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Are Rotating Car Seats Safe?
Updated on
December 6, 2023

Are Rotating Car Seats Safe?

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Are Rotating Car Seats Safe?.
Are Rotating Car Seats Safe?

If you’ve ever tried to wrangle a less-than-cooperative toddler into a rear-facing car seat, you know just what an ordeal it can be. That’s why so many parents have decided to give rotating car seats a try. Popular in Europe but new to the US market over the last few years, these convertible seats spin at the base, making getting your little one in and out of the car easier. (And when it comes to kids + car seats, we’ll take easy any day of the week.)

But some parents have expressed doubts about this new style of seat. Are rotating car seats just as safe as the safest convertible car seats? Since the seat portion rotates from its base, is there a risk of it detaching in a crash? Do rotating car seats have to pass the same safety standards as non-rotating seats? And if these types of seats have been popular in Europe for years, what took so long for them to make their way to the United States?

We sat down with one of the leaders in the world of car seat safety, Dr. Alisa Baer, a pediatrician and the co-founder of The Car Seat Lady, for a deep dive into rotating car seats.

What Is a Rotating Car Seat?

A rotating car seat is similar to a traditional convertible car seat with the addition of one innovative feature: rotation. Sometimes also called swiveling car seats, rotating car seats spin on their base either 180 or a full 360 degrees. They have many of the same features you’d find in a traditional seat, such as the ability to rear- or forward-face, a five-point harness, variable recline positions and LATCH, with the added bonus of a swiveling seat.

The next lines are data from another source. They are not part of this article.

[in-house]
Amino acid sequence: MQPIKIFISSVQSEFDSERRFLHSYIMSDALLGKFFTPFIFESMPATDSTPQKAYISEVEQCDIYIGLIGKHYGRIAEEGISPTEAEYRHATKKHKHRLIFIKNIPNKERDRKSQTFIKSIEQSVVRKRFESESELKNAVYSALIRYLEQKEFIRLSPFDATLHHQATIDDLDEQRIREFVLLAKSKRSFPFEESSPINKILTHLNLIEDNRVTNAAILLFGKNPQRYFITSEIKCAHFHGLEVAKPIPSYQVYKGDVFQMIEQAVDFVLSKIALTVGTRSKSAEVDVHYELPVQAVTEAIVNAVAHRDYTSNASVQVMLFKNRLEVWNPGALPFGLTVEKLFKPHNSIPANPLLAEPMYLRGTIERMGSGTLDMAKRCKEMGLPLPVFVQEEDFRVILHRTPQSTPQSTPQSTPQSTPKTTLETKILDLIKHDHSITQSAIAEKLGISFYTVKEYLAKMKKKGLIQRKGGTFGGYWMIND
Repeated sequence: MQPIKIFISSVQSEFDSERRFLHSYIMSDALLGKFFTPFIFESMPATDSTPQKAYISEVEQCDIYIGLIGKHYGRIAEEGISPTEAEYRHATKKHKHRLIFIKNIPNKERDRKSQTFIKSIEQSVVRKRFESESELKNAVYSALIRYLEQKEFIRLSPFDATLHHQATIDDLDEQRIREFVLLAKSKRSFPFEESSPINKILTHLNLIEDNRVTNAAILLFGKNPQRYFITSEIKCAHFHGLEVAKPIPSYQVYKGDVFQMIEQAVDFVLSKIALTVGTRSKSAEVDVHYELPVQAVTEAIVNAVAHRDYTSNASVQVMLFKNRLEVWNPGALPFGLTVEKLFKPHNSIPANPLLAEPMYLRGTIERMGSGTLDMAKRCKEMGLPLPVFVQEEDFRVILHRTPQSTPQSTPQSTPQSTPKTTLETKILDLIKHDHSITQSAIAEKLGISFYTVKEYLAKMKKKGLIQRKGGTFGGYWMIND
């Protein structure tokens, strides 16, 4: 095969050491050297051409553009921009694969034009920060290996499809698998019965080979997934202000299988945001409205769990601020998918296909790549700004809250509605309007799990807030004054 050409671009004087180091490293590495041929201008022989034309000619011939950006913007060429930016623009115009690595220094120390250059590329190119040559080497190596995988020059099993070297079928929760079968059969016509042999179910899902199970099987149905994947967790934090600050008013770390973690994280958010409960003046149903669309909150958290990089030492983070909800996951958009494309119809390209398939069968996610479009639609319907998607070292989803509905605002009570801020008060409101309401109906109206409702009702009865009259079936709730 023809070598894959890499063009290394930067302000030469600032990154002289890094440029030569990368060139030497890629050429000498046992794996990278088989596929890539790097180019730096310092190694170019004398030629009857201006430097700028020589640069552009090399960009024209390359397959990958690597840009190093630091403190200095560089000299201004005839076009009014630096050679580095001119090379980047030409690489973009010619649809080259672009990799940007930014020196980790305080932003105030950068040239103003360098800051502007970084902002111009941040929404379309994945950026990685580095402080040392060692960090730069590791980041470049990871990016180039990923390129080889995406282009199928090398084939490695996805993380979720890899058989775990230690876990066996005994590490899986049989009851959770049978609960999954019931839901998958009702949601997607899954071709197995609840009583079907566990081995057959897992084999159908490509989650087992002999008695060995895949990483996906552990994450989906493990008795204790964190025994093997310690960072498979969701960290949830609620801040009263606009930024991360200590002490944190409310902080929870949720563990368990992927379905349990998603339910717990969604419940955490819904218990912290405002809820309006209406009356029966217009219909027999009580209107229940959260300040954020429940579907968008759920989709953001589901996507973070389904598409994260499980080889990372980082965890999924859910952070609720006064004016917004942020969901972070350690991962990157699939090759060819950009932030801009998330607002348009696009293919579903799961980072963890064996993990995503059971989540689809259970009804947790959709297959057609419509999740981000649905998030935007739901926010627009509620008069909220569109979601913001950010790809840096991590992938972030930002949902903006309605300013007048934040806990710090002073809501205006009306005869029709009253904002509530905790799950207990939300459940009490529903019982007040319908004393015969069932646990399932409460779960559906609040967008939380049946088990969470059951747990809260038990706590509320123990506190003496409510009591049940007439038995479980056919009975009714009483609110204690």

Most parents choose a rotating car seat for two main reasons: ease and safety. Rotating seats eliminate the awkward reach that’s needed with standard rear-facing seats, making it easier to get your baby or toddler in and out of the car. They can also encourage independence as your baby grows into a toddler. “Depending on the particular seat, it may be easier for a child to climb in and out independently when using a seat that is rotated,” says Dr. Baer.

Rotating car seats also can be beneficial to individuals with physical limitations. “Parents and caregivers with certain physical disabilities might be able to take a child independently in a car using one of these seats but would be unable to do so with a non-rotating car seat,” says Dr. Baer.

This ease of use also means you may be more likely to rear-face your little one longer if you’re using a rotating car seat—and with a growing body of research supporting riding rear-facing as the safest option for babies and children, a rotating car seat can be a good option to ensure you’re maxing out the rear-facing weight or height limits of your car seat.

“In vehicles with captain’s chairs in the second row, rear-facing convertible seats typically block access to the center aisle and thus block third-row access, which often prompts parents to turn kids forward-facing too soon in order to preserve that access,” shares Dr. Baer. “A rotating seat may allow for access to the center aisle and thereby encourage a parent to keep the child in the second row rear-facing longer.”

Rotating Car Seats in the US

If you’ve ever traveled to Europe or know a parent of a young child who has lived abroad, you may know that rotating car seats have been a popular car seat choice for European parents for quite some time. So why did it take so long for these types of seats to make their way to the US?

It’s all in the details of the regulations, explains Dr. Baer. Europe’s car seat regulations differ quite a bit from those in the US, making it much easier to design a rotating car seat for the European market than the US market.

“In Europe, they allow car seats to have just one installation method, such as just LATCH or just seat belt, whereas in the US, all car seats must have two installation methods—one with LATCH and one with the vehicle’s seat belt,” she says. (LATCH stands for Lower Anchors and Tethers for Children and is a system for securing a car seat to a vehicle using straps or connectors on the car seat that attach to fixed metal anchors in a vehicle.)